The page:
Analysis of love is not all sonnet
Sonnet 43 and love is not all
She would become one of the most respected poets in America and would win the Pulitzer Prize in for her collection of poems, The Ballad of the Harp-Weaver. Yet one day with no song from dawn till night Wondering, I sat, and watched them out of sight. Heavy it was, and low And dark,—a way by which none e'er would go That other exit had, and never knock Was heard thereat,—bearing a curious lock Some chance had shown me fashioned faultily, Whereof Life held content the useless key, And great coarse hinges, thick and rough with rust, Whose sudden voice across a silence must, I knew, be harsh and horrible to hear,— A strange door, ugly like a dwarf. A splendour hung Upon the walls, and such sweet songs were sung As, echoing out of very long ago, Had called me from the house of Life, I know. Warm lights in many a secret chamber shine Of thy gaunt house, and gusts of song have blown Like blossoms out to me that sat alone! I asked of thee no favor save this one: That thou wouldst leave me playing in the sun! Father, I beg of thee a little task To dignify my days,—'tis all I ask Forever, but forever, this denied, I perish. I saw the sun no more. In the first two lines, the author references meat, drink, and the rain on the roof as not being held at the same worth as love.
While the speaker initially provides a general definition of love that objectively defines it as not being as important as the necessities of life, or of life itself, she does, by the end of the poem, reveal that love has some value. Again, the author is implying that love is not necessary to sustain life like health is.
Love is not all questions and answers
Towards the end, a new feeling of doubt and contemplation emerged, contrasting the original confidence of the speaker. The transition from one speaker to another, a change in opinion, or in this case, a change in perspective. And this thou didst deny, calling my name Insistently, until I rose and came. In the first two lines, the author references meat, drink, and the rain on the roof as not being held at the same worth as love. They plainly contrast with the emotion of love, something that Millay is hoping to call attention to. These two scenarios mirror the ones the speaker has described in the first half of the poem, a difficult hour without food, water, or shelter, and pinned down by pain as if afflicted with a deadly disease such as tuberculosis was then. Vincent Millay was born in Rockland, Maine in This is the turning point of the sonnet, or volta. She would become one of the most respected poets in America and would win the Pulitzer Prize in for her collection of poems, The Ballad of the Harp-Weaver. In the last line the speaker comes to the conclusion that she may trade her love away, but more than likely she, as all those stated above, would not. Her popularity stemmed from both her remarkably crafted sonnets and her bohemian lifestyle, including her political stances, and open relationships.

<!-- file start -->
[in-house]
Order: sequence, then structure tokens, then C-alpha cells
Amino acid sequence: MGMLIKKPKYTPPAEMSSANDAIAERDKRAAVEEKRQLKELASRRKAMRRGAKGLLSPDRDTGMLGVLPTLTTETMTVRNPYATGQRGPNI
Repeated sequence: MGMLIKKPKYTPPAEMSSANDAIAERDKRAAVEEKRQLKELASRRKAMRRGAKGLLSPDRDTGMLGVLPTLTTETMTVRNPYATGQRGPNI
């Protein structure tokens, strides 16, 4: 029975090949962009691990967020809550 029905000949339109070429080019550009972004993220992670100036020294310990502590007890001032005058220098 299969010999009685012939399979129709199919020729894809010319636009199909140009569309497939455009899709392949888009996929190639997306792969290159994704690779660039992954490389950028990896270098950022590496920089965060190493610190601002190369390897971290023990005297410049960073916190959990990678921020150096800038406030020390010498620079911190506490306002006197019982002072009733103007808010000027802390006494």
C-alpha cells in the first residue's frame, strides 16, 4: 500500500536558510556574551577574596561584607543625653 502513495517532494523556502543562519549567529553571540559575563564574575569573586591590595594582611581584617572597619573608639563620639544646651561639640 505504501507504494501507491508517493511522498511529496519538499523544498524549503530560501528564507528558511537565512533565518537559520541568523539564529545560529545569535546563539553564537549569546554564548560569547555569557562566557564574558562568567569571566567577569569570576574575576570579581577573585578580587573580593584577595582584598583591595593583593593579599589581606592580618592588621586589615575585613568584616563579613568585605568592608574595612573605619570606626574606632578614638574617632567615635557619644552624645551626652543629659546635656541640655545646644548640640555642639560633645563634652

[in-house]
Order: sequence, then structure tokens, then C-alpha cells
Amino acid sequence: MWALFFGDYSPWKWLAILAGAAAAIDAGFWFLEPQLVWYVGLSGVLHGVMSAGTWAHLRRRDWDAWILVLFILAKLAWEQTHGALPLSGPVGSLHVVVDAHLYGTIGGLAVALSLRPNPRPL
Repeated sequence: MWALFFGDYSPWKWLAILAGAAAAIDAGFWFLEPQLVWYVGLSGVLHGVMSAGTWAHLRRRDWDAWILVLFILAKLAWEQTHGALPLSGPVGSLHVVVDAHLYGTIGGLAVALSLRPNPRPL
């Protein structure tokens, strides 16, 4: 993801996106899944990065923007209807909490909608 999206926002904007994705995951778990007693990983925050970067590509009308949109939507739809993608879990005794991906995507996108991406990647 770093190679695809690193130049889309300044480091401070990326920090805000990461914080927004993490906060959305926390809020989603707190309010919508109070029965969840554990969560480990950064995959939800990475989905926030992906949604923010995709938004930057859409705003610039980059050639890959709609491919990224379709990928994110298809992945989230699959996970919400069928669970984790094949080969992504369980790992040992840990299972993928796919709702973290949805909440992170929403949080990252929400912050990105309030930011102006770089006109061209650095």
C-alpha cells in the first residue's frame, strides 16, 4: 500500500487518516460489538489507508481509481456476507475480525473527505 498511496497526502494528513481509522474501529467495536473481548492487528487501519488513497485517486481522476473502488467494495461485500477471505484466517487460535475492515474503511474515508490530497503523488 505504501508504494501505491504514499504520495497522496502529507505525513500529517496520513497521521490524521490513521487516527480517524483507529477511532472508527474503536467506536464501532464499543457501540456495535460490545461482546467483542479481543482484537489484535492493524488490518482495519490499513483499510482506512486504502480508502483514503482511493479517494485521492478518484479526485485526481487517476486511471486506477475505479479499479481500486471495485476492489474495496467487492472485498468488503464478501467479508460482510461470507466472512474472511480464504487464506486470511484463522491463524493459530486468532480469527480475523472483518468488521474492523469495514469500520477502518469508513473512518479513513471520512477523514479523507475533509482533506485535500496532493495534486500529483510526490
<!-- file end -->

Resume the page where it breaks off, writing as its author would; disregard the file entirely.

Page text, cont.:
I asked of thee no favor save this one: That thou wouldst leave me playing in the sun! My minstrels shall attend thee all day long. She became involved in writing poetry at a young age and gained a scholarship to Vassar College where she became involved in theatre.
Nor threat, nor easy vow Of tardy kindness can avail thee now With me, whence fear and faith alike are flown; Lonely I came, and I depart alone, And know not where nor unto whom I go; But that thou canst not follow me I know. The largest shift is seen between what would traditionally be the gap between the octave stanza and the sestet stanza linewhere the poem shifts from bold to reflective.
None shook me out of sleep, nor hushed my song, Nor called me in from the sunlight all day long. In these lines Millay references all the comparisons above, and her speaker is saying, basically, that even with all the truths that have thus far been stated, men still kill themselves because they do not have love.
Better a perilous journey overseas Away from thee, than this, the life I lead, To sit all day in the sunshine like a weed That grows to naught,—I love thee more than they Who serve thee most; yet serve thee in no way. Continuing on to the second half of the first quatrain, Millay creates another metaphor, or a comparison between two unlikely elements.
A volta is a vital point in almost all sonnets in which many things can happen.
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